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Open Access

In Danville, Virginia, an Early Adopter of Open Access Seeks to Prove the Business Model

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Postcard depicting Danville, Va. from the Boston Public Library used with permission

July 14, 2020 — The United States’ first municipally owned open-access fiber network continues to revitalize the business sector of Danville, Virginia.

Opportunities exist today in Danville and surrounding counties that never could have before, thanks to the city’s open access network, known as Network Danville or nDanville for short.

nDanville is a city-owned open access network consisting of approximately 150 miles of fiber optic cables, which provide Gigabit service to three communities in southern Virginia.

As a result of the network, Danville has transitioned from being known for having the highest unemployment rate in Virginia to being ranked as one of the top digital cities and business destinations in the nation.

“Today, the nDanville network connects hundreds of businesses, has sharply reduced costs for local government, health care providers and local schools, and has introduced more competition into the telecommunications marketplace,” said Joe King, city manager of Danville until 2015, in an interview with Community Networks.

Danville paved the way for open access

At the time of its development in the early 2000s, “nDanville was a visionary project,” according to the network’s designer Andrew Cohill, CEO of consulting firm Design Nine.

In the 1990s, Danville’s economy began to stagnate as the city’s two primary industries, textiles and tobacco, faced adversities. The use of tobacco declined and textile manufacturers began outsourcing labor to save money.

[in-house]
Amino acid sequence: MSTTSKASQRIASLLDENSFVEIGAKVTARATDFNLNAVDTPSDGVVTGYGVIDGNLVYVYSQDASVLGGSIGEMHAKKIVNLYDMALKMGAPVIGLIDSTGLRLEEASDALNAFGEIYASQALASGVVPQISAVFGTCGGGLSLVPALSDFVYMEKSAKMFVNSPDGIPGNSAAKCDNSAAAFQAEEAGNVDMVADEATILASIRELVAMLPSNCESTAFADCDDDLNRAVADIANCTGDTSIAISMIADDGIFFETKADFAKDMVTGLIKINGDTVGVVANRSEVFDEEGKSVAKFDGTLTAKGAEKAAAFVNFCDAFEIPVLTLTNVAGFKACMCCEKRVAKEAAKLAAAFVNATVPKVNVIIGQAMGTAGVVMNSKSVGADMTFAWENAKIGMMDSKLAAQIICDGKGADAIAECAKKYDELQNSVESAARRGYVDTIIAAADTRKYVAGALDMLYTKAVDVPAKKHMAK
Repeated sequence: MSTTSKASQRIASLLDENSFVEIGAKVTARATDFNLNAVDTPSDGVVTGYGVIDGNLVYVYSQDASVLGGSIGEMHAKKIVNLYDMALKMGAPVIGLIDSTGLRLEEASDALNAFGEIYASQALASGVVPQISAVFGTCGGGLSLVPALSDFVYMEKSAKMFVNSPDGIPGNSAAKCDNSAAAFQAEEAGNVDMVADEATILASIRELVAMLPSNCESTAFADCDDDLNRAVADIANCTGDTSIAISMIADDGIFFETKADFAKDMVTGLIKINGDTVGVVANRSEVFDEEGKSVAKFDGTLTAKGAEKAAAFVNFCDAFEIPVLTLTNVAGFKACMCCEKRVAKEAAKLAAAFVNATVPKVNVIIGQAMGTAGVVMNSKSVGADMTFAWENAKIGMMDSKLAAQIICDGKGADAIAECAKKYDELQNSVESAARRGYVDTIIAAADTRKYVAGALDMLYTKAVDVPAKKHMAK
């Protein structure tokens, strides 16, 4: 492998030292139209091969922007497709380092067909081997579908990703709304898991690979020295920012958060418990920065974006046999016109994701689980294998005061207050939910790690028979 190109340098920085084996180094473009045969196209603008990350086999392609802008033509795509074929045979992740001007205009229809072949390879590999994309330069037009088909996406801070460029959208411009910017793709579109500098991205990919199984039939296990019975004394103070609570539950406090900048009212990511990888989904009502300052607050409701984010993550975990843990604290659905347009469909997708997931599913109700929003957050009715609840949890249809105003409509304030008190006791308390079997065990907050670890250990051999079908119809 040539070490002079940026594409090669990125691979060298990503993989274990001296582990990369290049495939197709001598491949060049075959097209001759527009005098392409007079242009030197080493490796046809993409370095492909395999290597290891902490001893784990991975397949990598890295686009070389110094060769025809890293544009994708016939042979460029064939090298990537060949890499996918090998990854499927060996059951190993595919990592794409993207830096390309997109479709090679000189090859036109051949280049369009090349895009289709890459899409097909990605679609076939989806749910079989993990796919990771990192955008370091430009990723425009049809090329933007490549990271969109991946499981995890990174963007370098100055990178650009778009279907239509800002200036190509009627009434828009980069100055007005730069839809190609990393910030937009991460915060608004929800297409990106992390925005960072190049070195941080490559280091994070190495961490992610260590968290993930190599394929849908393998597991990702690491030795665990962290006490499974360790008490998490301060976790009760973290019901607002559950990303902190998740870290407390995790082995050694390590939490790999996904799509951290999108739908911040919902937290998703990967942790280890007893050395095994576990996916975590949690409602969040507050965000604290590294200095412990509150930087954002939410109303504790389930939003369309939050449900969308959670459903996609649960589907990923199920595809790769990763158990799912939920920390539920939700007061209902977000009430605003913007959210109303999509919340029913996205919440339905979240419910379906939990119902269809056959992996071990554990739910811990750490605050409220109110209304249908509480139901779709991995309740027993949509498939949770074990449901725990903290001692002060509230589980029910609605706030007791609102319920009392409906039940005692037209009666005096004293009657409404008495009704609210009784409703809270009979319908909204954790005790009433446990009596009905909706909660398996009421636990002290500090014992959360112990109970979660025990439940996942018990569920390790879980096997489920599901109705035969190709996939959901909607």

Postcard depicting tobacco auction in Danville, Va. from the Boston Public Library used with permission

The city was stuck in a duopoly, dictated by two incumbent providers: Verizon and Comcast.

City leaders, economic developers and regional organizations were tasked with creating a model for a public network that would not compete with the private sector.

Other Virginia cities were struggling with lawsuits at the time for this very reason, as Virginia is one of many states that have laws imposing some form of restrictions against municipal broadband.

After much deliberation, leaders decided to utilize an open access model.

nDanville paved the way at a time when open access networks were an untried model in America.

Proponents see open access as a better business model

Open access networks utilize an alternative business model than traditional telecommunications networks, aiming to generate competition to better serve users and overcome incumbent monopoly control.

Unlike more common vertically integrated network arrangements, meaning that one company owns, operates and provides services on the network, an open access network utilizes a horizontally layered business model.

In an open access network, the owner or manager of the network does not supply services for the network. Instead, services are supplied by independent internet service providers.

There are two different models utilized by open access networks: a two-layer model or a three-layer model.

In the two-layer open access model, one entity is the network owner and operator, while multiple service providers deliver services over the network.

nDanville utilizes the three-layer open access model, in which the network infrastructure is owned by one entity such as a company, community-owned enterprise or municipality, the operations and maintenance of services are run by a second company, and the internet service providers selling their services to subscribers compromise a separate third company. In almost all cases, multiple companies operate in the services layer.

Generally, the network owner funds the construction of the infrastructure, the operator oversees construction and maintenance and the providers provide internet service to end users.

The open access network owner remains neutral and offers standard pricing to internet service providers on its network.

Unlike other broadband business models, open access networks offer unique opportunities to benefit all stakeholders and most importantly customers, as competition generated between independent service providers ensures lower prices and higher quality of service for subscribers.

Building open access networks benefits incumbents and internet service providers by lowering the barrier for entry into the market, alleviating the capital heavy infrastructure building process.